Birth and death records from 1864 to 1877 are indexed by county and by family name.

As of October 1, 1908, the requirement to register births, marriages, and deaths was reinstated, and has continued to date.

Delayed Registration – Birth and Death Records

Thus, there was a time period (1877-1908, and to some extent before that, due to non-compliance) during which there was no official record of births or deaths.

As a result, individuals whose births were never registered had difficulty applying for passports, pensions, and other things for which official birth documentation had to be provided. The Nova Scotia government therefore implemented a ‘delayed registration’ process for a number of years after 1908, so that individuals in these situations could register their birth and thus obtain the necessary documentation in support of those other applications.

This process required up to four ‘proofs’ of birth, such as statements from other family members, census documents, or church records. About 95,000 delayed birth registrations are on file.

Deaths could also be registered in this manner. Presumably, in order for a widowed person to remarry, they would have to provide proof of death of their spouse. This would be a compelling reason to register the deceased spouse's death!

Marriage Records

There are two basic types of Nova Scotia vital records relating to marriage:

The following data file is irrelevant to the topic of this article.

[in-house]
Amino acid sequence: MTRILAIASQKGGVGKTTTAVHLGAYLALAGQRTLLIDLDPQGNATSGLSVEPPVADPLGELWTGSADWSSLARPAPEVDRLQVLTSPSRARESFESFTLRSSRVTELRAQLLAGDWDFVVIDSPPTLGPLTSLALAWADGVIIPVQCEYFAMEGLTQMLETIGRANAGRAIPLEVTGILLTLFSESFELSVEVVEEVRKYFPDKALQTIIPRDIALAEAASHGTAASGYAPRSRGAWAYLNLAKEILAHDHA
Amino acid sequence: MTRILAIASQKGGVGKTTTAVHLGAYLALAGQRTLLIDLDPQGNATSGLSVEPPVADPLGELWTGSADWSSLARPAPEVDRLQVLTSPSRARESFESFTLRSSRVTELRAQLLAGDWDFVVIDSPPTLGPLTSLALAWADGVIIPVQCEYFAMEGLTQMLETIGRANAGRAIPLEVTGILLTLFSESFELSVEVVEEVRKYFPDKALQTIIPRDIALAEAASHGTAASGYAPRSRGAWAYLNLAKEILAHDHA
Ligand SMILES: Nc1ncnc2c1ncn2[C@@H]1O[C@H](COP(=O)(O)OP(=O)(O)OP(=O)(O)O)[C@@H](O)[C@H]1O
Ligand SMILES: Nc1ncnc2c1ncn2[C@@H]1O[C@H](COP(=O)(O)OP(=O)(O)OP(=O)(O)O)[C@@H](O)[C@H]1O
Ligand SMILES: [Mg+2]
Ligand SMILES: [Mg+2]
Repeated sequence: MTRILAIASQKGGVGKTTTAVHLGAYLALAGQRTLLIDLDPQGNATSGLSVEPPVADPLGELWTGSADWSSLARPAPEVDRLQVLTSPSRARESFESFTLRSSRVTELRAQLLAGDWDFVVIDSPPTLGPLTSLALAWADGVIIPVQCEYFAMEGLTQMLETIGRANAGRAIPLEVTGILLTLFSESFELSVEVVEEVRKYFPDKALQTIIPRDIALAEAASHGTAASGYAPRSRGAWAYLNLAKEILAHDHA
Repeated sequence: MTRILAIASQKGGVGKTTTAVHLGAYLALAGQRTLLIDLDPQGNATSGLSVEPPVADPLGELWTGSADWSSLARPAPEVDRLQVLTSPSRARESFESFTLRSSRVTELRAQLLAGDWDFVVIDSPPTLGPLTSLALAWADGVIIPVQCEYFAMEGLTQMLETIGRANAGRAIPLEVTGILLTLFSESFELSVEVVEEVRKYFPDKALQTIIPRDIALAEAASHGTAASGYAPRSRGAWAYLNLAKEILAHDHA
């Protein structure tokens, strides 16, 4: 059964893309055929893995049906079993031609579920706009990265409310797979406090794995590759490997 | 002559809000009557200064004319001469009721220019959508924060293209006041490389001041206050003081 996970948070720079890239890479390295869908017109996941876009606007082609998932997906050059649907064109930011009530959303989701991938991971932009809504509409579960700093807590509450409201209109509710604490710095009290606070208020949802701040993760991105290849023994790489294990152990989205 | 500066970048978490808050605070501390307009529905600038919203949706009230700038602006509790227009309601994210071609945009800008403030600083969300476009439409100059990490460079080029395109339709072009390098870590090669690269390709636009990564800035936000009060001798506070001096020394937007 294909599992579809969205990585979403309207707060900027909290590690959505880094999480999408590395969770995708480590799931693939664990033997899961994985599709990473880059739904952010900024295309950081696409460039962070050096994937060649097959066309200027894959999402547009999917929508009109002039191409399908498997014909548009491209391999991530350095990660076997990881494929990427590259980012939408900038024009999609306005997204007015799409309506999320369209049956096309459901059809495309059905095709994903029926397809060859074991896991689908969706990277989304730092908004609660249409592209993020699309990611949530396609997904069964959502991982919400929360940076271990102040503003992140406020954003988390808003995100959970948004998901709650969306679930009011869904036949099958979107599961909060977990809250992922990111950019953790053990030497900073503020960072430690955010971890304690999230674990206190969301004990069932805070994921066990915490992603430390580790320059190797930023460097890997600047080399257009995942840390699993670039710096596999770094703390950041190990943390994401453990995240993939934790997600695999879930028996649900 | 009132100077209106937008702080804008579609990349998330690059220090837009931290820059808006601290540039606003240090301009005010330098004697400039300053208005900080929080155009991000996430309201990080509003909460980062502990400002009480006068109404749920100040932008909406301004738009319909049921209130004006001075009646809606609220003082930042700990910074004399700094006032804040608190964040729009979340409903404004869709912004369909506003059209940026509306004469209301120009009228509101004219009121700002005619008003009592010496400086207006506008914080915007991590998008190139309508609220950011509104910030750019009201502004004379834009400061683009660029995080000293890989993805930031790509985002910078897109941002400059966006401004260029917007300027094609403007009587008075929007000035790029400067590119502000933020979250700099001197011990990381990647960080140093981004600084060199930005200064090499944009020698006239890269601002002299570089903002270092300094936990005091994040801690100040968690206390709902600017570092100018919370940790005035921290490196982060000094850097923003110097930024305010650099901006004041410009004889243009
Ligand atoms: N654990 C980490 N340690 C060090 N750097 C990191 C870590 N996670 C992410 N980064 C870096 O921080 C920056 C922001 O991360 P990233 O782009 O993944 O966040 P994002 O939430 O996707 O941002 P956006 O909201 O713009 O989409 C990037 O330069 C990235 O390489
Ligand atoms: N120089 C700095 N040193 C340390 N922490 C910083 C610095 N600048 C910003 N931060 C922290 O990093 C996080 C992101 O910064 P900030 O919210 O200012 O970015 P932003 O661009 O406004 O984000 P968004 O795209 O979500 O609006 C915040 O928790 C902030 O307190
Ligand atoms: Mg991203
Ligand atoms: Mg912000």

• those expressing an intention to marry (i.e., marriage bonds (1763 – 1871) and licences (1849-1918); and

  • those recording the actual event, such as parish church records, marriage records (1864-1875) and marriages recorded in Registers of Births, Deaths, and Marriages (1864-1918).
Scottish Wedding Cake Topper
Wikimedia Commons
Scottish Wedding Cake Topper

(a) Marriage Bonds and Licenses

In 1763, procedures were put into place in most counties for obtaining marriage bonds and licenses, for those who wanted to dispense with calling the banns. However, participation was optional. The records therefore are not complete. Most couples continued with the reading of the banns and marriage in the church.

It also appears that ministers in 'non-conformist' or 'dissenting' churches were allowed to perform marriages as early as 1763, as the marriage bonds could be issued listing the name of a non-conformist clergyman as the one who would perform the ceremony.

Marriage bonds usually included the following information:

  • names, ages, places of residence, and marital status of intended bride and groom;
  • occupation of intended groom;
  • date and place of issue of the bond;
  • name, place of residence and occupation of bondsman;
  • name of clergyman to whom the licence would be sent forms for non-conformists / dissenters included minister's name and religious affiliation;forms for the Church of England identified name of the parish only
  • if the intended bride or groom were under the age of majority or in the military, letters of permission were sometimes attached to the bond. Where this is the case, the letters have been digitized and included in the online records.

Marriage bonds and licences are not proof that the marriage actually occurred. They serve to indicate that there was no legal impediment to the marriage.

They also signal the groom’s sincerity in his intention to marry. Marriage bonds cost £100 - quite a hefty sum in those days! If the marriage did not occur, the groom would forfeit the bond.

Marriage bonds are organized chronologically at Nova Scotia Archives and Records Management. They exist for the following years:

1763, 1765, 1770–1780, 1782, 1784–1799, 1801–1850, 1854–1856, and 1858–1863.

NSARM also has marriage licenses from about 1849–1851 to 1934. The records are organized by county and then by year.

Wedding Morning